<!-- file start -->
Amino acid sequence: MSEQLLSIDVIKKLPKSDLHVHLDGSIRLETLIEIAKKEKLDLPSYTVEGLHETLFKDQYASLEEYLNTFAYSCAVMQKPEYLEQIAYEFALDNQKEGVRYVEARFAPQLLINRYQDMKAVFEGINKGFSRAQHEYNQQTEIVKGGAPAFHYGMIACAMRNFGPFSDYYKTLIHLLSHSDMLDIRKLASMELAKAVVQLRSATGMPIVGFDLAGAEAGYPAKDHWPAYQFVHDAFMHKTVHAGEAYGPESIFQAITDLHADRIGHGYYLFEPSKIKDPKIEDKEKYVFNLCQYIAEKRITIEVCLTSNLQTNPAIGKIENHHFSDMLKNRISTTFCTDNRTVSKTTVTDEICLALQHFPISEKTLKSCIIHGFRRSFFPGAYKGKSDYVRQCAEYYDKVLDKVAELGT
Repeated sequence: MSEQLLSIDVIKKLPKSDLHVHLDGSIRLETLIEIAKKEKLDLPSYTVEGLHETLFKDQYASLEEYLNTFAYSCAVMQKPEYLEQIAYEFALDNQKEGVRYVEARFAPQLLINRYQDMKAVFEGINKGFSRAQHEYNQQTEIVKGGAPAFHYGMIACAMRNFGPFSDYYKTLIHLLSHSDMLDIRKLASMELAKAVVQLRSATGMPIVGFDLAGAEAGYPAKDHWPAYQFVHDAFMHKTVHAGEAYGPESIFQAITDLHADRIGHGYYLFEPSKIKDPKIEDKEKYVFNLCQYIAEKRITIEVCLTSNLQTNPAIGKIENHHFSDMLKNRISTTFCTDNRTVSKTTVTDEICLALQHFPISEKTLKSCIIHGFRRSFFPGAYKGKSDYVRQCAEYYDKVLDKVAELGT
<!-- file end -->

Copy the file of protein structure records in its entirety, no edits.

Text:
Amino acid sequence: MSEQLLSIDVIKKLPKSDLHVHLDGSIRLETLIEIAKKEKLDLPSYTVEGLHETLFKDQYASLEEYLNTFAYSCAVMQKPEYLEQIAYEFALDNQKEGVRYVEARFAPQLLINRYQDMKAVFEGINKGFSRAQHEYNQQTEIVKGGAPAFHYGMIACAMRNFGPFSDYYKTLIHLLSHSDMLDIRKLASMELAKAVVQLRSATGMPIVGFDLAGAEAGYPAKDHWPAYQFVHDAFMHKTVHAGEAYGPESIFQAITDLHADRIGHGYYLFEPSKIKDPKIEDKEKYVFNLCQYIAEKRITIEVCLTSNLQTNPAIGKIENHHFSDMLKNRISTTFCTDNRTVSKTTVTDEICLALQHFPISEKTLKSCIIHGFRRSFFPGAYKGKSDYVRQCAEYYDKVLDKVAELGT
Repeated sequence: MSEQLLSIDVIKKLPKSDLHVHLDGSIRLETLIEIAKKEKLDLPSYTVEGLHETLFKDQYASLEEYLNTFAYSCAVMQKPEYLEQIAYEFALDNQKEGVRYVEARFAPQLLINRYQDMKAVFEGINKGFSRAQHEYNQQTEIVKGGAPAFHYGMIACAMRNFGPFSDYYKTLIHLLSHSDMLDIRKLASMELAKAVVQLRSATGMPIVGFDLAGAEAGYPAKDHWPAYQFVHDAFMHKTVHAGEAYGPESIFQAITDLHADRIGHGYYLFEPSKIKDPKIEDKEKYVFNLCQYIAEKRITIEVCLTSNLQTNPAIGKIENHHFSDMLKNRISTTFCTDNRTVSKTTVTDEICLALQHFPISEKTLKSCIIHGFRRSFFPGAYKGKSDYVRQCAEYYDKVLDKVAELGT